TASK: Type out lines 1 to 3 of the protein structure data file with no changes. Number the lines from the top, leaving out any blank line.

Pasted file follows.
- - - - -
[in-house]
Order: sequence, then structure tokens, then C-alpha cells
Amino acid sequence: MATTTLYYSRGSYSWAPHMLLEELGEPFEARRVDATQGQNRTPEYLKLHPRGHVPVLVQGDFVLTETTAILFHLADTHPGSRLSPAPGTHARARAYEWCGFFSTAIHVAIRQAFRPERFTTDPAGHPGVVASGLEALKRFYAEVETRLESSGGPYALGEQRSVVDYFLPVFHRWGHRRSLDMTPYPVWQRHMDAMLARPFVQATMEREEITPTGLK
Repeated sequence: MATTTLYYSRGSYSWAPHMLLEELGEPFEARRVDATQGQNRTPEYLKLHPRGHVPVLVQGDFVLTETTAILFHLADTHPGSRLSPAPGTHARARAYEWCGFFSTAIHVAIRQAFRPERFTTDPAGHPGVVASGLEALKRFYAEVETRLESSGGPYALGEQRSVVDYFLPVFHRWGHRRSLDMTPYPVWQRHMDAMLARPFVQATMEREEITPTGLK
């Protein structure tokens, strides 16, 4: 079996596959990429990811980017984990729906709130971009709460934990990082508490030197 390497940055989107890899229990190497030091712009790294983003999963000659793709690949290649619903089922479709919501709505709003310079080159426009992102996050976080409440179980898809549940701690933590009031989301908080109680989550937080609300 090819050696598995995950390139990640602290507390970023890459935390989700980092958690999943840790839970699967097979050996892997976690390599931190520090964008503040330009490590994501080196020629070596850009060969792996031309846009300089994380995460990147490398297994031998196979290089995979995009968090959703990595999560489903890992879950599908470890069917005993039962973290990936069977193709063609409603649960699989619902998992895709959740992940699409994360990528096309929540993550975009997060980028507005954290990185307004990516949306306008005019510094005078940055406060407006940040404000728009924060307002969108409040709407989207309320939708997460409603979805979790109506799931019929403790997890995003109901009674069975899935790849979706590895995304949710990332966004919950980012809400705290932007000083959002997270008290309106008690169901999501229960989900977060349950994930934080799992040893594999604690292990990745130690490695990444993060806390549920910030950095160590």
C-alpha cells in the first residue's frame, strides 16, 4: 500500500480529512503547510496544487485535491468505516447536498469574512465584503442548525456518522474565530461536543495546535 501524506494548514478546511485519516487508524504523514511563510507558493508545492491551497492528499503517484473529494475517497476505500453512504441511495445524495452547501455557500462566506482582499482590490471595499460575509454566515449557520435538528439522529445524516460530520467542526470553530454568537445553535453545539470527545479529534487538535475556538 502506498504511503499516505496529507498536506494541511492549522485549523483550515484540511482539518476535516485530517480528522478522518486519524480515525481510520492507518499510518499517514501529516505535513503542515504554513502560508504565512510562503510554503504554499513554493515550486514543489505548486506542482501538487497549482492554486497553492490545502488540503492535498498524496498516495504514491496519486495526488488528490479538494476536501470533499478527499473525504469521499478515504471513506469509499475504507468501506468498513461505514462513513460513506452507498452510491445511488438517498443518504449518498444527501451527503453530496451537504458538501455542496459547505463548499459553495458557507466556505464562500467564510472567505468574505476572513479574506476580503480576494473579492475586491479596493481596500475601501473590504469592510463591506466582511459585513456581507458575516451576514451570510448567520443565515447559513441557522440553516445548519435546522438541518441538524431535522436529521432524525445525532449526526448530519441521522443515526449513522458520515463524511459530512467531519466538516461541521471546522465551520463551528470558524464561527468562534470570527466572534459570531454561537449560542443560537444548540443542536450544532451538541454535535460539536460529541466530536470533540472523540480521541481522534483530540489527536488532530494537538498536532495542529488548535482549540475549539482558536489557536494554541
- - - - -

[in-house]
Order: sequence, then structure tokens, then C-alpha cells
Amino acid sequence: MATTTLYYSRGSYSWAPHMLLEELGEPFEARRVDATQGQNRTPEYLKLHPRGHVPVLVQGDFVLTETTAILFHLADTHPGSRLSPAPGTHARARAYEWCGFFSTAIHVAIRQAFRPERFTTDPAGHPGVVASGLEALKRFYAEVETRLESSGGPYALGEQRSVVDYFLPVFHRWGHRRSLDMTPYPVWQRHMDAMLARPFVQATMEREEITPTGLK